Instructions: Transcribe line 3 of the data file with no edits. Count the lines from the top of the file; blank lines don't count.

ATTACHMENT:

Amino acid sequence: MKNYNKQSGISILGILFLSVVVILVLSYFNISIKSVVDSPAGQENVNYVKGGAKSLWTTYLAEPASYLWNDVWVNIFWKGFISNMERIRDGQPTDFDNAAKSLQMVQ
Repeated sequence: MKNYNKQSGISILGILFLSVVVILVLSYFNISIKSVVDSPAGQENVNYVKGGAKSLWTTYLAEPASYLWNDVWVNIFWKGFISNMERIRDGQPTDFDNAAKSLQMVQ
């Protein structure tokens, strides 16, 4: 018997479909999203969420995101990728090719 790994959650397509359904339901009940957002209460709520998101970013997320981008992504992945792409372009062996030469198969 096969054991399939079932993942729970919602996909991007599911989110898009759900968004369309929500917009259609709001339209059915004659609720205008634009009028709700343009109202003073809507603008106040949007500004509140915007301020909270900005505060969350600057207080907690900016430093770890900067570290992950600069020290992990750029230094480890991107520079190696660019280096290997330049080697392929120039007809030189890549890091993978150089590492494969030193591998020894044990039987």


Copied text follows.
């Protein structure tokens, strides 16, 4: 018997479909999203969420995101990728090719 790994959650397509359904339901009940957002209460709520998101970013997320981008992504992945792409372009062996030469198969 096969054991399939079932993942729970919602996909991007599911989110898009759900968004369309929500917009259609709001339209059915004659609720205008634009009028709700343009109202003073809507603008106040949007500004509140915007301020909270900005505060969350600057207080907690900016430093770890900067570290992950600069020290992990750029230094480890991107520079190696660019280096290997330049080697392929120039007809030189890549890091993978150089590492494969030193591998020894044990039987």